We’ve been the world’s policeman for way too long. We’ve been doing everybody else’s job. And what have we gotten for it? Nothing. So when I’m elected, the first thing I’m doing is pulling back our forces. I’ll still build the wall. And I still feel how I do about torture. But we’re wasting money that we could be spending on building the future. Trillions of dollars. Huge amount of money. Huge. And still, ISIS is growing. So, what do we do?

We go to space. That’s what we do. We let all these other people fight their wars down here in the dirt, and we build our dreams up there, in the stars.

Could you resist?

I’ve seen how otherwise-reasonable people talk about space. It’s a magical place, for them. They forget all the side effects: the thinning bones, the early Alzheimer’s, the fingernails falling off. Do you know that every astronaut works on holding her head up, when she returns home? Under the gravity she was born to, she suddenly becomes an infant again, working hard to look her comrades in the eye. That’s space. It’s not just that no one can hear you scream. It’s that you might be too weak to do so. And yet. And still. The desire is there. No matter that there are real problems to solve down here, that the people breathing our air and toiling under our gravity are just as worthy of innovation. There will always be people who think we should leave it all behind, start somewhere else, leave behind all the bottom-feeders and their Earthly woes.

And wouldn’t Trump, the candidate of luxury and class, the one who swears up and down that he knows how to work with the private sector, wouldn’t he be the one to announce such an initiative? To look at the issues at play in this election and bring up something entirely different? Screw the wealth gap. Screw abortion. Screw gun control. Screw green energy. Screw ISIS. Bring me that horizon. Second star to the right, and straight on ’til morning.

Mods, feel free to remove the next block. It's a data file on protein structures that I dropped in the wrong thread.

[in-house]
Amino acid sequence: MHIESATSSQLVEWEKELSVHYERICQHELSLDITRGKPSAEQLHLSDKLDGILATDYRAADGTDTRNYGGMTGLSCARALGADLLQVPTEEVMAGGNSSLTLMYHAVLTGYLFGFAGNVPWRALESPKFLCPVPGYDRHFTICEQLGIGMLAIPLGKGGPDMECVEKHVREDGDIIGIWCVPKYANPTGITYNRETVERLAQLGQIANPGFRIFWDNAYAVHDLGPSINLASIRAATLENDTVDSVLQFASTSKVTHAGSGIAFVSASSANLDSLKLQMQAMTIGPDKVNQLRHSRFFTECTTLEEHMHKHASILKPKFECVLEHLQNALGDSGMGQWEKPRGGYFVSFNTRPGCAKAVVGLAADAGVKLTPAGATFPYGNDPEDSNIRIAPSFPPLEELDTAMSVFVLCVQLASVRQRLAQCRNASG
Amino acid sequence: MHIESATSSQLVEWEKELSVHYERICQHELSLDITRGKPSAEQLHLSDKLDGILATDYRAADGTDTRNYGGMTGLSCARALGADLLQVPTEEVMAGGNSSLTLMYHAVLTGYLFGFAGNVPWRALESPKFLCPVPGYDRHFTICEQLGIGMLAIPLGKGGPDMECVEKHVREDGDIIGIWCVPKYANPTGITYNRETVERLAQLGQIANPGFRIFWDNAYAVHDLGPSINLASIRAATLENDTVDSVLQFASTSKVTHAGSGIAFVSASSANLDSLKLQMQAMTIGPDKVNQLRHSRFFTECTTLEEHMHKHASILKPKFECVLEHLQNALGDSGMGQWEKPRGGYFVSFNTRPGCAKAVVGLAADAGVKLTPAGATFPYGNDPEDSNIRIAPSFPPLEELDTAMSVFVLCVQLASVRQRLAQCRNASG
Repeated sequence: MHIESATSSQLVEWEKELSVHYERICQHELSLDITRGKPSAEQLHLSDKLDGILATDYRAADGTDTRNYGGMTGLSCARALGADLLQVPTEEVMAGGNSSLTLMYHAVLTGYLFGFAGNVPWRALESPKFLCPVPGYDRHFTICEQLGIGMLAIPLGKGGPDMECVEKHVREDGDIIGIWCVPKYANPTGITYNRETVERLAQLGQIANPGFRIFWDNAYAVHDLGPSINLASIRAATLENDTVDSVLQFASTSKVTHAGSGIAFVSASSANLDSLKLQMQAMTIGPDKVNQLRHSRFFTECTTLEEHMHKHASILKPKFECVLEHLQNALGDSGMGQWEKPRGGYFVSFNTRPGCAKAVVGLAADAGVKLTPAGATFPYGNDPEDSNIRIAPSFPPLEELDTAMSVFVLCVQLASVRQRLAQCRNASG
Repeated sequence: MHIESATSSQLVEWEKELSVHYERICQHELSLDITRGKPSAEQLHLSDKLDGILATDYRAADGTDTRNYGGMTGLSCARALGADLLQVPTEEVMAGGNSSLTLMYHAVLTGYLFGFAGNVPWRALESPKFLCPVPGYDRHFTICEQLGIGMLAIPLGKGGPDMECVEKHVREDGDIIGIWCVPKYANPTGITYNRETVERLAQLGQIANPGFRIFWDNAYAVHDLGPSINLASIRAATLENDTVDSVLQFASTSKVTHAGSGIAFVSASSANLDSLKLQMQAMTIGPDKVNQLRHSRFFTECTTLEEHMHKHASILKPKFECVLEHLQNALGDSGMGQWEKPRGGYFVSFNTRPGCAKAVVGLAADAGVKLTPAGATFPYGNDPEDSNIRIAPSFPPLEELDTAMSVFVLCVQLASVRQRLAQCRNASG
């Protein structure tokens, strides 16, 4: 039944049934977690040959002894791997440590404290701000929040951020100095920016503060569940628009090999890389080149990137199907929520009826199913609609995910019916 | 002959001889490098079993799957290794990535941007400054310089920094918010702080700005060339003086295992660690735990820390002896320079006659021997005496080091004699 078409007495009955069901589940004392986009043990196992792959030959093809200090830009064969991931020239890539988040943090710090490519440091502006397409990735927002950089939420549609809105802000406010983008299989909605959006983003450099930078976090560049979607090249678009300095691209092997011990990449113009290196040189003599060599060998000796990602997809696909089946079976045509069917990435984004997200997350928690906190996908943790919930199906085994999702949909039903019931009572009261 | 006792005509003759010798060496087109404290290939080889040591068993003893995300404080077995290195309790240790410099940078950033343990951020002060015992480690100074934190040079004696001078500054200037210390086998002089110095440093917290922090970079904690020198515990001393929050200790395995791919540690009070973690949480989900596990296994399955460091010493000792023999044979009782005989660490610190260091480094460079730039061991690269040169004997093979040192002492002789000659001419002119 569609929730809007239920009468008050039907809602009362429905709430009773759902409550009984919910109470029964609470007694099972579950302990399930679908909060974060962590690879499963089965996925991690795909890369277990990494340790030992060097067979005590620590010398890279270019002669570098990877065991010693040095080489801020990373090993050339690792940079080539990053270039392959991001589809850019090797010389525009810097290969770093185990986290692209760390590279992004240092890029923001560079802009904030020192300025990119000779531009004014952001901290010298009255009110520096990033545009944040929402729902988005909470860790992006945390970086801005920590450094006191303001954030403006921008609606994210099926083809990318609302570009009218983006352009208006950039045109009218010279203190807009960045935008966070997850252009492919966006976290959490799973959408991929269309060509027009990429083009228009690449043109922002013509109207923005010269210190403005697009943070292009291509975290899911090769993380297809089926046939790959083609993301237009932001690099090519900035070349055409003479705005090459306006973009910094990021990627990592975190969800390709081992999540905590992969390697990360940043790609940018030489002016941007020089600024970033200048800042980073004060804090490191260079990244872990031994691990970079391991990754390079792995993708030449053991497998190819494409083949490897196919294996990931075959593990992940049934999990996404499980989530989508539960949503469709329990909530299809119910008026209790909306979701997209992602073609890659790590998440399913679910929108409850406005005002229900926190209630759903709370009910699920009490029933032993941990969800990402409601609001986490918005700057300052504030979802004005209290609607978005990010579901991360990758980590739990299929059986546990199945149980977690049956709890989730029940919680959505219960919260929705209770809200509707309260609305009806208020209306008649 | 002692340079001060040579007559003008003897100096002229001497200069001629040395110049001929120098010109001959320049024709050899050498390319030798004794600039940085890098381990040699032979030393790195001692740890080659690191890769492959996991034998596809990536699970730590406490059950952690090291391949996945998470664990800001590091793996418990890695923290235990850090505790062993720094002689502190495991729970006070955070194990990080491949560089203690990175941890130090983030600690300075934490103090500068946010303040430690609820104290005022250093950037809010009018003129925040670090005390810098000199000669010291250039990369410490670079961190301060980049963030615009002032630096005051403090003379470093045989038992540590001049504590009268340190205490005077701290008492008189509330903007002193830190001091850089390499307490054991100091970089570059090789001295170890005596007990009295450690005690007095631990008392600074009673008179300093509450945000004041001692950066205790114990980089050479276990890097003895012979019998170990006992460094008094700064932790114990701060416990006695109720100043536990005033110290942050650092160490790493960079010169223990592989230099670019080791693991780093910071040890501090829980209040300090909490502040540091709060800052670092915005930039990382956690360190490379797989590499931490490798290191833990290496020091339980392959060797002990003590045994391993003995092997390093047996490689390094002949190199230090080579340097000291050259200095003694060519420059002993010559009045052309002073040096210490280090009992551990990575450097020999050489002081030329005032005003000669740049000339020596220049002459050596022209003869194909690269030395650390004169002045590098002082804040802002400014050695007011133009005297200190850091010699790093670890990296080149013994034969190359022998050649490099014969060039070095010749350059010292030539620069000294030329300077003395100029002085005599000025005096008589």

Some candidates have the threat of the Rapture. They warn of tribulation, of end times, dogs and cats living together, mass hysteria. But what’s far more seductive — and far more successful — is to promise something good. Something hopeful. Something optimistic.

Isn’t hope the most seductive notion of all?

This isn’t to say hope is bad. Often it’s the thing that frames your vision of a better life, a better world. In foresight, it’s called backcasting: you envision the future you want, and you work back from there to see what could make that vision a reality. Envisioning a hopeful (or hoped-for) future is a great way to start the process toward change. That’s why I’ve participated in anthologies like Shine and Hieroglyph, and why I’ve worked with organizations like the World Bank and Engineers Without Borders. I understand the need for hope. It’s what gets some people moving.

It’s also what gets some people voting.

Barack_Obama_Hope_poster

And it’s just as easy to exploit as the uglier motivations that Trump has appealed to thus far. If you think he’s gotten too far in this race by being an asshole, wait until he starts being nice.

 

 

 

 

 

 

 

 

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  • Madeline Ashby…

    ...is a science fiction writer, futurist, speaker, and immigrant living in Toronto. She writes a column for the Ottawa Citizen. She is represented by Anne McDermid & Associates, and Jason Richman at UTA. You can buy her books here.

    She has worked with Intel Labs, the Institute for the Future, SciFutures, Nesta, Data & Society, The Atlantic Council, the ASU Center for Science and the Imagination, and others. Her short fiction has appeared in Nature, FLURB, Tesseracts, Imaginarium, and Escape Pod. Her other essays and criticism have appeared at BoingBoing, io9, WorldChanging, Creators Project, Arcfinity, Tor.com, MISC Magazine, FutureNow, and elsewhere.